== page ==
Antigua and Barbuda have been declared Zika-free by the World Health Organisation (WHO).
The Caribbean islands, both popular honeymoon destinations, have been removed from the WHO’s Zika virus country classification scheme.
The move come after the Caribbean Public Health Agency (CARPHA) confirmed transmission of the virus in the Caribbean had been interrupted for more than a year, or had fallen to undetectable levels, therefore posing “very little risk” to residents and visitors.
CARPHA’s findings have been corroborated by data from Canada, the UK, Europe and the US, said the Antigua and Barbuda Tourism Authority.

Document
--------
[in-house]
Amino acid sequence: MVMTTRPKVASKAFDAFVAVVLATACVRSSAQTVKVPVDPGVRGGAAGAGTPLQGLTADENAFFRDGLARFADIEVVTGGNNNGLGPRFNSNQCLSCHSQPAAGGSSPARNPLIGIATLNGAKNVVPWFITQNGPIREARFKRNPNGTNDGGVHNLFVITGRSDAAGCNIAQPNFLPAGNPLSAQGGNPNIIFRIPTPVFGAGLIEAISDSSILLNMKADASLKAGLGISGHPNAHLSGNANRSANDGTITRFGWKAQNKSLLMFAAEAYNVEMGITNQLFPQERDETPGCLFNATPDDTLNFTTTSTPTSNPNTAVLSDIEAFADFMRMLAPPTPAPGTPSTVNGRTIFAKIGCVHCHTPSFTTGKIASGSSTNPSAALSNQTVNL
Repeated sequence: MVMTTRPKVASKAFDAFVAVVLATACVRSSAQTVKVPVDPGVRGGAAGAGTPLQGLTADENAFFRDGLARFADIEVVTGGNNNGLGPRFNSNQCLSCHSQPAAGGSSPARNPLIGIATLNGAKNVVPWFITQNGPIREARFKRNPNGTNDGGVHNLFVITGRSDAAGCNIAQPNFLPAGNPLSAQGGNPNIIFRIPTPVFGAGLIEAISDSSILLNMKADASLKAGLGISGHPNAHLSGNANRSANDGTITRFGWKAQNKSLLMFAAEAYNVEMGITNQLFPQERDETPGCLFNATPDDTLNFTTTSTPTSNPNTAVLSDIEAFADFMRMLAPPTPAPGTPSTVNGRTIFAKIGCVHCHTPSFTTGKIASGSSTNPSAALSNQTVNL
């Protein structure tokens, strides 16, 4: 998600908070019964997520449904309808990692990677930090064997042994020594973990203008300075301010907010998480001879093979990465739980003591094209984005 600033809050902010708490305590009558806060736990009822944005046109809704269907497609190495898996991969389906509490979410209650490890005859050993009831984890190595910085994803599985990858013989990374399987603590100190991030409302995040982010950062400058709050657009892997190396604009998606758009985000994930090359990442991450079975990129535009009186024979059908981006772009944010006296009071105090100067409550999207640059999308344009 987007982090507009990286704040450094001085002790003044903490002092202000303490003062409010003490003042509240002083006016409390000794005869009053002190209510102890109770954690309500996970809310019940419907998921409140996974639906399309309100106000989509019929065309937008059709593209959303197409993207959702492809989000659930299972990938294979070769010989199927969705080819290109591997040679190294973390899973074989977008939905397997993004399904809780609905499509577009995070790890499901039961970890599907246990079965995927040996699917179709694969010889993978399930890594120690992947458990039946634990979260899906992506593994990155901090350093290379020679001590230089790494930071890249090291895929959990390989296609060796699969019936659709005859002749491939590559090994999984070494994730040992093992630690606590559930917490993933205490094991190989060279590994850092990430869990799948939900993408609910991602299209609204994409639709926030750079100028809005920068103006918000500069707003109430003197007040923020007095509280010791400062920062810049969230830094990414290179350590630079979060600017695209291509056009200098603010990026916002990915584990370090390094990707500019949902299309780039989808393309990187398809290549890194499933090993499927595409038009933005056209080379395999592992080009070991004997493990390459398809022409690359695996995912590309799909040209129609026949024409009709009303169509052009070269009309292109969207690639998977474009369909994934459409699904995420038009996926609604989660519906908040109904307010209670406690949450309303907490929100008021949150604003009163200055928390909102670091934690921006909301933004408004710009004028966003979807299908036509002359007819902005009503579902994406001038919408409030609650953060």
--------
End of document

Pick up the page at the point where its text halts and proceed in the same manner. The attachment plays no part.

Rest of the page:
This data showed no Zika detected for more than 12 months in travellers returning from the Caribbean to these countries.
Antigua and Barbuda’s last confirmed case of Zika was in November 2016. None have been detected since.
Charles Fernandez, Antigua and Barbuda minister of tourism, said: “We are committed to protecting the health and safety of visitors to our shores, and we look forward to welcoming all our visitors inclusive of honeymooners, and families as they can now travel with peace of mind to Antigua and Barbuda.”